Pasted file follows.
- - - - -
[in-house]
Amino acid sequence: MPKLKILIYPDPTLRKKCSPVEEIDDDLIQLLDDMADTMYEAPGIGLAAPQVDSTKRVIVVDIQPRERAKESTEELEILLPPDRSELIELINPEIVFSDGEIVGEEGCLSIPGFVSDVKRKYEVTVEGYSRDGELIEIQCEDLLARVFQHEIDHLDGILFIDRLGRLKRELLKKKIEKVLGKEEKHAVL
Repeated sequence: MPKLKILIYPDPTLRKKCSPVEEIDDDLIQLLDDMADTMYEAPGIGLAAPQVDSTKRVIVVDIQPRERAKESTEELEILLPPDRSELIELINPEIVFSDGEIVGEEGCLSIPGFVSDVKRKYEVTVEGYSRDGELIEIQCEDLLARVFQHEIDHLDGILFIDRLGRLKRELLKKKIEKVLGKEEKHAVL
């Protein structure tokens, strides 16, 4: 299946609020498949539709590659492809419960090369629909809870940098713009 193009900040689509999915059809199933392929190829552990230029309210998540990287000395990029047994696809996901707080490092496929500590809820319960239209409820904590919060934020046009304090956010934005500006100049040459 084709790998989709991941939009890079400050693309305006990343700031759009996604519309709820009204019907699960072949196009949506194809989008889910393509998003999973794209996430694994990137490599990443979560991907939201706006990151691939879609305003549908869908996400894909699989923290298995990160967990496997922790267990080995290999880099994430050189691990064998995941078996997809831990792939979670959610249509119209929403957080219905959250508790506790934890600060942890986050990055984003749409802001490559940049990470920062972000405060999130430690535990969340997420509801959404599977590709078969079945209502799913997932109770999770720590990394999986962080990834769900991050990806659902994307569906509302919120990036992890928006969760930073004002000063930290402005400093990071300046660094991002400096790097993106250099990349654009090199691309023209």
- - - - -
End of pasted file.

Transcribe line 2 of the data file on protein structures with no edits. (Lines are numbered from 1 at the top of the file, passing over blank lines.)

Amino acid sequence: MPKLKILIYPDPTLRKKCSPVEEIDDDLIQLLDDMADTMYEAPGIGLAAPQVDSTKRVIVVDIQPRERAKESTEELEILLPPDRSELIELINPEIVFSDGEIVGEEGCLSIPGFVSDVKRKYEVTVEGYSRDGELIEIQCEDLLARVFQHEIDHLDGILFIDRLGRLKRELLKKKIEKVLGKEEKHAVL